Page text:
Hostname: page-component-797576ffbb-tx785 Total loading time: 0 Render date: 2023-12-01T08:04:20.968Z Has data issue: false Feature Flags: { "corePageComponentGetUserInfoFromSharedSession": true, "coreDisableEcommerce": false, "useRatesEcommerce": true } hasContentIssue false

How do you define a family lawyer?

Published online by Cambridge University Press:  02 January 2018

Christine Piper*
Department of Law, Brunel University


Family law has not only become a specialism in its own right, but family law practitioners have claimed for themselves special characteristics. This article reviews the attributes and skills to which the legal profession, and particularly the solicitors branch, aspires. It notes that the ‘specialist’ forms of client care and case management, familiarity with rules and procedures and a conciliatory approach are not unique to family lawyering. Family lawyers also require themselves to have knowledge of ‘non-law’ matters, especially those relating to the welfare of children. On reviewing recent empirical research studies about the work of solicitors, the article asserts that, for family lawyers, non-law norms control their practice and form the framework for a very particular type of client care. The article then goes on to examine - by using research on solicitors attitudes to the ‘meaning’ of the concept of parental responsibility - how practitioners cope with the tensions inherent in modern family legislation. It concludes that solicitors in practice convey policy messages rather than clear messages about legal rights and remedies.

Research Article
Copyright © Society of Legal Scholars 1999

Access options

Get access to the full version of this content by using one of the access options below. (Log in options will check for institutional or personal access. Content may require purchase if you do not have access.)


1. M Freeman ‘Towards a Critical Theory of Family Law’ (1985) 38 Current Legal Problems 153-185; B Hoggett ‘Private Lives and Public Duties, What is Family Law For?’ The Eighth ESRC Annual Lecture 23 October 1997; J. Eekelaar ‘What is “Critical” Family Law?’ (1989)108 LQR 244; K O'Donovan Family Law Matters (London: Pluto Press, 1993); J Dewar ‘The Normal Chaos of Family Law’ (1998) 61 (4) MLR 467–485.

2. Lord Irvine of Lairg, Hansard, Lords, 11 Dec 1996, 1095, in a debate on the role of the family.

3. Judge Nigel Fricker ‘Family Law is Different’ (1995) 33(4) Family and Conciliation Courts Rev 403-414 at 403.

4. Fricker, concentrating on the judiciary, argues that family law is different because the judge must make a choice, ‘that belongs to the parties’, about the future needs of the family. For him, the standard model is where a judge deals with past events on the basis of legal rights (above n 3 at 404). There has, however, been considerable change in the organisation and practice of lawyers in the last two decades (see P Thomas ‘Thatcher's Will’ (1992) 19(1) J Law & Soc 1-12). Hanlon, for example, has argued that ‘the idea of a unified and homogeneous solicitors profession is past its sell by date’ (G Hanlon ‘A Profession in Transition? - Lawyers, The Market and Significant Others’ (1997) 60 MLR 798-822 at 822).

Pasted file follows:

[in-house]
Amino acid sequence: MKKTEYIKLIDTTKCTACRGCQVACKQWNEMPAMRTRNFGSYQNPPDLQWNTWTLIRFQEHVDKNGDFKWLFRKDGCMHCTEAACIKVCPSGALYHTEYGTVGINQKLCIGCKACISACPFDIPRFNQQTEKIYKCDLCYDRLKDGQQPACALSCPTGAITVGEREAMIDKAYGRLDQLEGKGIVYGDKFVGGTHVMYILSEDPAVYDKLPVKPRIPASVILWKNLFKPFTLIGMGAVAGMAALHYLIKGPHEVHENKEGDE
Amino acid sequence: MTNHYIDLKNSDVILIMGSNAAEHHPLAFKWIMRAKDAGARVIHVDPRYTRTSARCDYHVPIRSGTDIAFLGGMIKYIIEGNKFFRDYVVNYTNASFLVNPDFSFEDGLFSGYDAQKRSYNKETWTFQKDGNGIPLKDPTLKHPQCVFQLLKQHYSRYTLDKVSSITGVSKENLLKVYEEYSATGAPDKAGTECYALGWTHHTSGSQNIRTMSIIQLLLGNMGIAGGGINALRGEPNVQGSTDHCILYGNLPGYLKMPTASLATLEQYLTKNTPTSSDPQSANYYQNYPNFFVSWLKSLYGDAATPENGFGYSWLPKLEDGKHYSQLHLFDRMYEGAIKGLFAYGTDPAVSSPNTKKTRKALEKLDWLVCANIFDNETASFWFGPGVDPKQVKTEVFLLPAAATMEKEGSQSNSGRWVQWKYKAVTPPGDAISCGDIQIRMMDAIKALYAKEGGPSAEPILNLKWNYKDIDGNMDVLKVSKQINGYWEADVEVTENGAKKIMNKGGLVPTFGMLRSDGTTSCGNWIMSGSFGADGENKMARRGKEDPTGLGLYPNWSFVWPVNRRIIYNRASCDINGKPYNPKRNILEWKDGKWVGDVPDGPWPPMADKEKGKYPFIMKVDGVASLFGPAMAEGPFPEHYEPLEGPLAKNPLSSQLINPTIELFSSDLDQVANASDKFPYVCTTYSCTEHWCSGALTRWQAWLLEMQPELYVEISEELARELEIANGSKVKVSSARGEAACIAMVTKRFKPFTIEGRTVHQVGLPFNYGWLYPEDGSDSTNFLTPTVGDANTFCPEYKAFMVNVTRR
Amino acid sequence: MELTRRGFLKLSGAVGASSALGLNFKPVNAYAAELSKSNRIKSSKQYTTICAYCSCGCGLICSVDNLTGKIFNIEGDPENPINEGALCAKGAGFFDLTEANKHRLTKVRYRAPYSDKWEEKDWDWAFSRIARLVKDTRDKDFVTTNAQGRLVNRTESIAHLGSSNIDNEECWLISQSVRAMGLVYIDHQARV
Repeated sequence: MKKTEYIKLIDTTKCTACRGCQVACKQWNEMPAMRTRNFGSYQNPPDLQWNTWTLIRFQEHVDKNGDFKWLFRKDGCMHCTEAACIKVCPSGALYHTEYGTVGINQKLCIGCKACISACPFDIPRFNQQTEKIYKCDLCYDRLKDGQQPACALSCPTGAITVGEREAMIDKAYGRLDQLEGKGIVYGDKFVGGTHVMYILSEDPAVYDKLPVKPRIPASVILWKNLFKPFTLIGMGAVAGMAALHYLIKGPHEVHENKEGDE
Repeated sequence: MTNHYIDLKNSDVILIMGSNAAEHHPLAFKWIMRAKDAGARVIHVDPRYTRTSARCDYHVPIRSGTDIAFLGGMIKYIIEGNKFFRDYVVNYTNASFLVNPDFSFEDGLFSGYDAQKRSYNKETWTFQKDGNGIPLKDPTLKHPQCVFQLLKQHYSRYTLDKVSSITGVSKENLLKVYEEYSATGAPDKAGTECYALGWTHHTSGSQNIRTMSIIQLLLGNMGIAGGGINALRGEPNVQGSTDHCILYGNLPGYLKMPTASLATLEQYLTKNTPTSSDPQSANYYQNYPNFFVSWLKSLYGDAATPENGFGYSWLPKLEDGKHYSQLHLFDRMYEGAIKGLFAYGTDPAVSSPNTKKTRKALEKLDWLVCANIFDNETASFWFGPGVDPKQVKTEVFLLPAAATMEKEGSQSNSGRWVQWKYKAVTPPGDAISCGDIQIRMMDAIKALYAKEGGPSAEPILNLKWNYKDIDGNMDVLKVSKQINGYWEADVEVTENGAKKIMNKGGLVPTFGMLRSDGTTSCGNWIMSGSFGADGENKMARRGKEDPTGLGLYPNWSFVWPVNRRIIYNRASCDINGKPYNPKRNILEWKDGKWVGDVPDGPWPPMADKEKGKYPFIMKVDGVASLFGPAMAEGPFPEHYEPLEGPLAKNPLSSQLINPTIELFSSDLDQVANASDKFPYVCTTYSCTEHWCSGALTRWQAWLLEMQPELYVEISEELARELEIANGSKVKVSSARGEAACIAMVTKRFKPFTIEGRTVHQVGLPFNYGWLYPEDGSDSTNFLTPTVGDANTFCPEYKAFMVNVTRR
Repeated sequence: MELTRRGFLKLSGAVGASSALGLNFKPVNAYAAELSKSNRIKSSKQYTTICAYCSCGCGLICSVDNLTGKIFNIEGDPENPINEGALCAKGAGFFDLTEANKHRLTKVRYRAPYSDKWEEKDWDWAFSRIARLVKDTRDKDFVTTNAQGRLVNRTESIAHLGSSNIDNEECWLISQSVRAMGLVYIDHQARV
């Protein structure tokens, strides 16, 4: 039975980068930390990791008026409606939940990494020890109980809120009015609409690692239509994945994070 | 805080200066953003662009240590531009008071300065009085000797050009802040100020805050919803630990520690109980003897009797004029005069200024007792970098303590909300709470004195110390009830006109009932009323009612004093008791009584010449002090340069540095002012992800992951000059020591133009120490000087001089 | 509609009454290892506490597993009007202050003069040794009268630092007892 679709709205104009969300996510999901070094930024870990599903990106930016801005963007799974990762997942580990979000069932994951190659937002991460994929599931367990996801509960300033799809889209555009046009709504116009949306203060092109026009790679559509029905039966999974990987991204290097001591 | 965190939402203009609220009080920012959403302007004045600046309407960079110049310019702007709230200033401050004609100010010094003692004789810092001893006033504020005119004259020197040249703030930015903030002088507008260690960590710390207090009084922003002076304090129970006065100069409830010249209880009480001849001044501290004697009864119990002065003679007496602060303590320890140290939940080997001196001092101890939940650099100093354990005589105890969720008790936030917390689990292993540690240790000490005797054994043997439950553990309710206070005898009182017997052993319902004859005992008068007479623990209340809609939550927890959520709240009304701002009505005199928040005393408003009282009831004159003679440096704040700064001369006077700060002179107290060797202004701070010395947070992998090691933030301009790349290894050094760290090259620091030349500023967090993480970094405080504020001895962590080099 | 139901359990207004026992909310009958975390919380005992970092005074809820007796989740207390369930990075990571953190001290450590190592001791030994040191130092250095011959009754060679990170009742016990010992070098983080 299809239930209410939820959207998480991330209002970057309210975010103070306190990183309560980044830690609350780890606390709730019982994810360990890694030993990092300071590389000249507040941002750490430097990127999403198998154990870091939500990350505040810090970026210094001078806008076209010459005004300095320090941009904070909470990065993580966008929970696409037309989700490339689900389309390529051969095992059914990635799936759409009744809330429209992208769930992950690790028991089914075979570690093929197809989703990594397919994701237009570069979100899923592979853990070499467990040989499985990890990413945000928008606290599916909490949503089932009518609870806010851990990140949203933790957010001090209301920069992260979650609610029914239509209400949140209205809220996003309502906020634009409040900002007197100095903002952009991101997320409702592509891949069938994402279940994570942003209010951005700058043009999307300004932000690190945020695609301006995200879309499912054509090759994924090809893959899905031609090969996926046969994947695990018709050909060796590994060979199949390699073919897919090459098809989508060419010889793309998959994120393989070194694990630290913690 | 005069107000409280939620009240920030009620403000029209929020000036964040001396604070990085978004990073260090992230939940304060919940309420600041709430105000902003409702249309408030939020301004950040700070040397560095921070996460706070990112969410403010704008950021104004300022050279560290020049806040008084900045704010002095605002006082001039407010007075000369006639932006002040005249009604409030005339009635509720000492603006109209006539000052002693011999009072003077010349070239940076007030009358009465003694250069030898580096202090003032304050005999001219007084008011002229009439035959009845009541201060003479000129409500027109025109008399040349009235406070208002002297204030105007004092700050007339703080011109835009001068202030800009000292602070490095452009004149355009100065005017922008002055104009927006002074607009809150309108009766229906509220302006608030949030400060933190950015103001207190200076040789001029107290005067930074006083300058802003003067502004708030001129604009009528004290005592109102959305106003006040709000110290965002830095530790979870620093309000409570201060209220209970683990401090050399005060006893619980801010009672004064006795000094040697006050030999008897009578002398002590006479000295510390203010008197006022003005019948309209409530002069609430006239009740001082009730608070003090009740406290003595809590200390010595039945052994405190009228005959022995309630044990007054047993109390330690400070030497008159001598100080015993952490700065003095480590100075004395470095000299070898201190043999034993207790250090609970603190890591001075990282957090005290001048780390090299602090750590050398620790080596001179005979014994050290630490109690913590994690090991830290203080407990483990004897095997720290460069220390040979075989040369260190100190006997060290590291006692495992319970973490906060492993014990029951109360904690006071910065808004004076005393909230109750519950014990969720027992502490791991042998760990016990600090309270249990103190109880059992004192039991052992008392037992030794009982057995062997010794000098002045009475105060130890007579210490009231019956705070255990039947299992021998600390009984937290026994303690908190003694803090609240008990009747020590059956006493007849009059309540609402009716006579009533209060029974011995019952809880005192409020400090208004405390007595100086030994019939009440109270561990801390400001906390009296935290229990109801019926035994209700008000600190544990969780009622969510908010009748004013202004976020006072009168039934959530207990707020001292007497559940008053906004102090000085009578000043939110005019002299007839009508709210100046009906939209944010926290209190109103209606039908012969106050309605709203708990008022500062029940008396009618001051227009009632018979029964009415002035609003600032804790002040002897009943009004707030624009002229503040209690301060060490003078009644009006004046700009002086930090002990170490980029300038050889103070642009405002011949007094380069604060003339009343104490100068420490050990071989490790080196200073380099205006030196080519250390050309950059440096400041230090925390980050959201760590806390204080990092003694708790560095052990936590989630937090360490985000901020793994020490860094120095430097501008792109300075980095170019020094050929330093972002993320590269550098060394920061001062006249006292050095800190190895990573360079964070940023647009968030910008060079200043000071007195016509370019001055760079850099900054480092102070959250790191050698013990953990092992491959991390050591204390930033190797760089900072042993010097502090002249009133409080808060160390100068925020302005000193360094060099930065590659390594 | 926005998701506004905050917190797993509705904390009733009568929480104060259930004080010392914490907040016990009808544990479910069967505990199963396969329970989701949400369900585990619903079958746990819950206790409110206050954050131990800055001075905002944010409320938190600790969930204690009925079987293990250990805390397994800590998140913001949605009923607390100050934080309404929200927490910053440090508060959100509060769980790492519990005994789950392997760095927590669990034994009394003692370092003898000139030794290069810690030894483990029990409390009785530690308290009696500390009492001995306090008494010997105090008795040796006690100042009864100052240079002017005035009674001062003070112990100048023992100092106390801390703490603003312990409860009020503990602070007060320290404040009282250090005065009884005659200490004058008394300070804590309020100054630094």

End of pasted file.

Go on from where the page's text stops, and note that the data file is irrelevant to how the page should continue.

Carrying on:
5. For a review of several such studies relating to divorce lawyers see C Piper ‘Norms and Negotiation in Mediation and Divorce’ in M Freeman (ed) Divorce: Where Next? (Aldershot: Dartmouth, 1996) pp 68–72.

6. See F Bawdon ‘In the Family Way’ (1995) Solicitors Gazette, 22 February, 8 at 31. Family law as a specialist academic subject is also a relatively recent development, its birth being located in the 1960s: see S Jolly ‘Family Law’ in P Thomas (ed) Socio-Legal Studies (Aldershot: Dartmouth, 1997); M Freeman ‘Family Values and Family Justice’ (1997) 50 Current Legal Problems 315–359.

7. Now subsumed in the Advisory Board on Family Law.

8. Children Act Advisory Committee Annual Report 1992/3 (London: Lord Chancellor's Department, 1993) p 80. See also Annual Report 1991/2 (London: Lord Chancellor's Department, 1992) p 20.

9. See Children Act Advisory Committee Annual Report 1993/4 (London: Lord Chancellor's Department, 1994) pp 47–50.

10. ‘Standards of advice and advocacy in Children Act cases should, in any event, be improved by the development of the…franchising scheme, which aims to provide a quality assured service by solicitors’ (Children Act Advisory Committee Annual Report 1996-7 (London: Lord Chancellor's Department, 1997) p 17.

11. A message also given in its Annual Reports for 1993-94 (above n 9 at p 34) and 1994-95 (London: Lord Chancellor's Department, 1995) pp 31–32.

12. Above n 10 at p 18.

13. See Family Law Panel: Procedural Notes (London: Law Society, 1998).

14. See eg The Children Act Advisory Committee (above n 10) pp 16–17.

15. Advisory Board on Family Law 1st Annual Report 1997-8 (London: Lord Chancellor's Department, 1998) p 19.

16. See eg Dewar's review of the more important theoretical approaches (above n 1).

17. I am grateful to Jacqueline Priest for making available to me the research completed for the Family Law Section of the SPTL, which shows how modularisation has often led to there being more than one module about family law on offer to students. Many of the divisions of material made are somewhat artificial: some are labelled Family Law I and II; some are separate child law modules; others have more imaginative titles. Such changes have, I would argue, also intensified the trend to a more child-related family law.

18. Though the titles and coverage of modules helps create a concept of what family law is, these are often determined less by theoretical and pedagogical discussion than by factors such as staff availability, the number of hours and credits allowed for a module and university assessment requirements.

19. The Family Law Act 1996 indicates a similar conflation: many of the provisions in Parts I and II aim to encourage conflict-free divorce and harmonious post-separation parenting and yet are applicable to all divorcing spouses, with or without children.

20. Fricker lists four areas with which ‘most’ family litigation is concerned, three of these necessarily involve children (above n 3 at p 404).

21. Or, to amend the question posed by Ann Bottomley over a decade ago, ‘What is happening to family lawyers?’: A Bottomley ‘What is Happening to Family Law?’ in M Freeman (ed) The State, the Law and the Family, Critical Perspectives (London: Tavistock, 1984).